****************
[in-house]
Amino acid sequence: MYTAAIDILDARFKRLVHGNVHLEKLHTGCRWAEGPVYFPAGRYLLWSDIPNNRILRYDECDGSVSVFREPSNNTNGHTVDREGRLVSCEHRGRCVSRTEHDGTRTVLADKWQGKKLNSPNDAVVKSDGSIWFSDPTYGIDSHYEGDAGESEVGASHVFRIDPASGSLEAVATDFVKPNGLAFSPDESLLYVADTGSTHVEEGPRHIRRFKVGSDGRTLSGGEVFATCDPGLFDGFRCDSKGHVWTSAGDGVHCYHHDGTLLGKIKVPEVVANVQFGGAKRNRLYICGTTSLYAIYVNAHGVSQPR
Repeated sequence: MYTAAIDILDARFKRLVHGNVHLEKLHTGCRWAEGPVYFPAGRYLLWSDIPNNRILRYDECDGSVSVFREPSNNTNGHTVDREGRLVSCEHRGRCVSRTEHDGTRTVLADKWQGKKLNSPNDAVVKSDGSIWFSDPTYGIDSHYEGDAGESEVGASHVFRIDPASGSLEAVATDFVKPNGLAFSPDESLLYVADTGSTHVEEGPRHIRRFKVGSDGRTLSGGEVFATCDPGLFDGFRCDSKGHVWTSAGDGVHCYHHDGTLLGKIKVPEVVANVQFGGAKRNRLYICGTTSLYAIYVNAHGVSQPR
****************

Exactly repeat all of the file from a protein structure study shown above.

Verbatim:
[in-house]
Amino acid sequence: MYTAAIDILDARFKRLVHGNVHLEKLHTGCRWAEGPVYFPAGRYLLWSDIPNNRILRYDECDGSVSVFREPSNNTNGHTVDREGRLVSCEHRGRCVSRTEHDGTRTVLADKWQGKKLNSPNDAVVKSDGSIWFSDPTYGIDSHYEGDAGESEVGASHVFRIDPASGSLEAVATDFVKPNGLAFSPDESLLYVADTGSTHVEEGPRHIRRFKVGSDGRTLSGGEVFATCDPGLFDGFRCDSKGHVWTSAGDGVHCYHHDGTLLGKIKVPEVVANVQFGGAKRNRLYICGTTSLYAIYVNAHGVSQPR
Repeated sequence: MYTAAIDILDARFKRLVHGNVHLEKLHTGCRWAEGPVYFPAGRYLLWSDIPNNRILRYDECDGSVSVFREPSNNTNGHTVDREGRLVSCEHRGRCVSRTEHDGTRTVLADKWQGKKLNSPNDAVVKSDGSIWFSDPTYGIDSHYEGDAGESEVGASHVFRIDPASGSLEAVATDFVKPNGLAFSPDESLLYVADTGSTHVEEGPRHIRRFKVGSDGRTLSGGEVFATCDPGLFDGFRCDSKGHVWTSAGDGVHCYHHDGTLLGKIKVPEVVANVQFGGAKRNRLYICGTTSLYAIYVNAHGVSQPR